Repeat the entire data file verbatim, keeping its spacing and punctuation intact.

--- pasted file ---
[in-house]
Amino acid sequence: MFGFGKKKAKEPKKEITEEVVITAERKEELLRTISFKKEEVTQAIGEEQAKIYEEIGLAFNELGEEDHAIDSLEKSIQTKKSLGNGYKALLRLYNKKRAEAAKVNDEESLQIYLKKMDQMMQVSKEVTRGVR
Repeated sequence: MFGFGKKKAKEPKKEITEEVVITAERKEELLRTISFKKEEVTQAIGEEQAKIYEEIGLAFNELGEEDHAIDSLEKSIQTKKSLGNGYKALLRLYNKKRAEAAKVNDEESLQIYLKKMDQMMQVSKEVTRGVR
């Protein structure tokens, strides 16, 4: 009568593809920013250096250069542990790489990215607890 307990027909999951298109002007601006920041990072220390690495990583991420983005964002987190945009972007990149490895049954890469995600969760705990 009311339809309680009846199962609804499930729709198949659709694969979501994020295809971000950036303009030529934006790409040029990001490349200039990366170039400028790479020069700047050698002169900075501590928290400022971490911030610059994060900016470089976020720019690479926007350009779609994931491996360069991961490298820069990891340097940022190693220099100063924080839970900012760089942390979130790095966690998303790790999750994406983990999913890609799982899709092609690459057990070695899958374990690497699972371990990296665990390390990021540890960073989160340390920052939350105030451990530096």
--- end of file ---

[in-house]
Amino acid sequence: MFGFGKKKAKEPKKEITEEVVITAERKEELLRTISFKKEEVTQAIGEEQAKIYEEIGLAFNELGEEDHAIDSLEKSIQTKKSLGNGYKALLRLYNKKRAEAAKVNDEESLQIYLKKMDQMMQVSKEVTRGVR
Repeated sequence: MFGFGKKKAKEPKKEITEEVVITAERKEELLRTISFKKEEVTQAIGEEQAKIYEEIGLAFNELGEEDHAIDSLEKSIQTKKSLGNGYKALLRLYNKKRAEAAKVNDEESLQIYLKKMDQMMQVSKEVTRGVR
């Protein structure tokens, strides 16, 4: 009568593809920013250096250069542990790489990215607890 307990027909999951298109002007601006920041990072220390690495990583991420983005964002987190945009972007990149490895049954890469995600969760705990 009311339809309680009846199962609804499930729709198949659709694969979501994020295809971000950036303009030529934006790409040029990001490349200039990366170039400028790479020069700047050698002169900075501590928290400022971490911030610059994060900016470089976020720019690479926007350009779609994931491996360069991961490298820069990891340097940022190693220099100063924080839970900012760089942390979130790095966690998303790790999750994406983990999913890609799982899709092609690459057990070695899958374990690497699972371990990296665990390390990021540890960073989160340390920052939350105030451990530096």